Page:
Look around. What’s the hot topic of the day? Influence. But there’s something beyond influence, something that’s even more powerful – commitment. What we see today are influence scores that are based on popularity. What has to come next are commitment scores, a multiplier of not only how powerful someone is at broadcasting or retransmitting a message, but how powerful someone is in engaging and converting their audience on your behalf.
This is on my mind very recently because of YouTube’s recent announcement that they are experimenting with video rankings based on how many users watched a video all the way to the end. That’s a neat twist – it says that the content was compelling enough to get people to stick around.
What would happen if today’s influence scores went beyond simple retweets, beyond simple rebroadcasting? What if an influencer’s scores were based on conversions made, videos watched, books read all the way to the end? The landscape of influence would look very different.
For example, who is more valuable, Chris Brogan or Tom Webster? If you look at rebroadcast scores today, Chris Brogan is by far the clear winner, by several orders of magnitude. However, if engagement mattered at a very deep level, you’d find that Tom Webster’s fans may be significantly less numerous, but engage and read all the way to the end, several times over. If we’re looking to see how engaged an audience is, Tom might well be more powerful at getting people to engage and commit than Chris.
Intuitively, we know this as marketers. We know we’d rather have conversions than retweets. We know we’d rather have money in the bank rather than exposure. Certainly, if there’s an “all of the above” option, we’ll gladly take it, but if we had to be more selective, things closer to the bank are better than things farther away from the bank. We’d rather have a few people more deeply commit (with their dollars) than have a bunch of people lightly commit (with things that don’t matter to the bottom line).
In the same way that PageRank was a global metric that gave way to EdgeRank being a metric that was contextual, so will global influence scores give way to commitment scores that are contextual. Your commitment score to me is likely to be different than your commitment score to Tom Webster.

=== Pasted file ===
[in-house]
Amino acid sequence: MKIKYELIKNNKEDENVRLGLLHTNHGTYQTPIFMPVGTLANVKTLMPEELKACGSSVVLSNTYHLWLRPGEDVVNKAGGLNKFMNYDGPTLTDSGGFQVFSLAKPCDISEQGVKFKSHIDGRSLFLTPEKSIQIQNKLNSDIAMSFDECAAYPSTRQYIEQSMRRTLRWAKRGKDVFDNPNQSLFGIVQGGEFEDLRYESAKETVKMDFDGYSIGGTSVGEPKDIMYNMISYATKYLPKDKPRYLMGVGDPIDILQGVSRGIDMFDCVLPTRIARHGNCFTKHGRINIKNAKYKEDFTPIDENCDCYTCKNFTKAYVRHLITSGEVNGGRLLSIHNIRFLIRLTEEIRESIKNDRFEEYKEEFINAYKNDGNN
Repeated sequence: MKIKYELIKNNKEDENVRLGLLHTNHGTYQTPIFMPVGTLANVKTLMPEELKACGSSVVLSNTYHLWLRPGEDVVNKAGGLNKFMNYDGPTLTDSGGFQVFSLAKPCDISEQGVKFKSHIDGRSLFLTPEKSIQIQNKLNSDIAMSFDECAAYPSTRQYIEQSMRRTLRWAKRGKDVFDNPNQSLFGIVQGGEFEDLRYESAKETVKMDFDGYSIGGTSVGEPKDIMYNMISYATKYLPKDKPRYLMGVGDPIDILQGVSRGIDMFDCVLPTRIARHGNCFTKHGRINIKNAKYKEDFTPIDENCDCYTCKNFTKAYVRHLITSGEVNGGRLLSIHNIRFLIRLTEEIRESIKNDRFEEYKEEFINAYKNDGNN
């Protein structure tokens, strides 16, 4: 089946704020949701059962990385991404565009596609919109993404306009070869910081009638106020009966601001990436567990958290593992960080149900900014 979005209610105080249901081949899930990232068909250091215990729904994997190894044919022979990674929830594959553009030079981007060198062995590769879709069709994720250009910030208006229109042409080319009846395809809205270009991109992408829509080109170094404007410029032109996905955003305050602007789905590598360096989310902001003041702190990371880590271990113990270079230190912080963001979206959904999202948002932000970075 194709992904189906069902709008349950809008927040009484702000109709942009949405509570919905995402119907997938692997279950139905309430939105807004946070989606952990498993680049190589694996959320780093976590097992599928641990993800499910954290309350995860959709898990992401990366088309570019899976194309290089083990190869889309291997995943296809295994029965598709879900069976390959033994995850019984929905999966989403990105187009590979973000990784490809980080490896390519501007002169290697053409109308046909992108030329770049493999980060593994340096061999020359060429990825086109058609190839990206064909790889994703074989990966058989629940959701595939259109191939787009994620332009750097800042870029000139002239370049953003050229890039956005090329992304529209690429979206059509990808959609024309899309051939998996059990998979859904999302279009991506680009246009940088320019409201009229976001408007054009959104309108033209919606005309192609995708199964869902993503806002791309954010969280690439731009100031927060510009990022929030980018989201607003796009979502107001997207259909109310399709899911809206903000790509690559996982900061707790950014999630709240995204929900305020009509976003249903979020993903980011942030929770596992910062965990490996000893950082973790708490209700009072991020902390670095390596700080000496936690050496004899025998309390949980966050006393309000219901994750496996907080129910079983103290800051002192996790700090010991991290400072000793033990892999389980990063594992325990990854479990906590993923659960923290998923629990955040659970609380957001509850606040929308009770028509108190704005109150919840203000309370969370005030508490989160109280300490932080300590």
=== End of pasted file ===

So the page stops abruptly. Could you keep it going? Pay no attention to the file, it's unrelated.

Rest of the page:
We’re not far away from commitment scoring. YouTube is looking at how much of the video has been watched. Amazon is tracking how far into a book you read. Facebook is now asking people, instead of just liking a page, to add it to your Interest Lists. Popups can fire only when you reach the end of the blog post. Our tools are giving us more and more options to measure commitment. The question is, are you ready to change your marketing focus from attention-getting alone to attention-getting plus commitment-achieving?
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Is it right to call this as ‘commitment marketing’? So many terms these days and I’m having an overload. I guess, ROI speak will always come down to $$speak..
I only called it that to differentiate it from engagement.
I love the term Commitment Optimization! I see it as a natural progression: We must identify our desired audience before we can break through all the other noise to reach them. Once we get their attention, we must engage them in meaningful ways that add value to their lives in order to become part of their daily routine. Once relationship is established, we must consistently continue to deliver what our customers/clients/brand ambassadors need or want in order to maintain those relationships. Without COMMITMENT, many will be easily seduced by whatever sexy advertisement or “Next Big Thing” brand/experience they encounter.
Hmm, I may have done something wrong here… I tried to delete and repost the above comment so I wasn’t some creeper without a photo, but the system won’t let me. If anyone reading Christopher’s blog is freaked out by thoughts disconnected from a face, here I am. The above thoughts are mine. =)
I like this thinking very much. I think the field is already heading this way — we just can;t see it. For example, I believe companies like Facebook, Amazon and Google can place precise dollar values on influencers based on purchases being made from network contacts after a reccomendation or comment.
I have to say I love that the first thing under The Next Big Thing In Digital Marketing is my picture. I am the next big thing in Digital Marketing. What’s YOUR Tom Webster strategy? I take bribes.
I was just waiting for the word “stamina” to drop.
@twitter-755294:disqus – The World’s Most Interesting Man … who is also the NEXT BIG THING.
Love it. Just added Social Commitment Optimization to my LinkedIn profile. I’ll keep you posted on the headhunter inquiries.
Very thought provoking post. It would be interesting to see if the emergence of a “commitment metric” would have a top-down influence on software and technology. Like you mentioned with the YouTube example, they are measuring videos watched to the end. This will likely cause a large shift in tech and software.
I read this entire blog post. Just saying…
Interesting thoughts, Dr. Penn.
Lead / customer scoring is definitely the precursor to all of this. I know which prospects / customers spend the most time on my site, download the most whitepapers, spend the most time in the app, etc. We get lead data from Pardot and user data from Totango. And we (try to) stitch it all together in Salesforce.
I think that the biggest opportunities from the concepts that you’ve surfaced comes from aggregating off-site early funnel actions that happen in advance of the conversion action – like viewed a YouTube video to completion – and/or surfacing more subtle commitment signals from on-site actions – like the fact that I read this post to completion AND left a comment.
Thanks for sharing.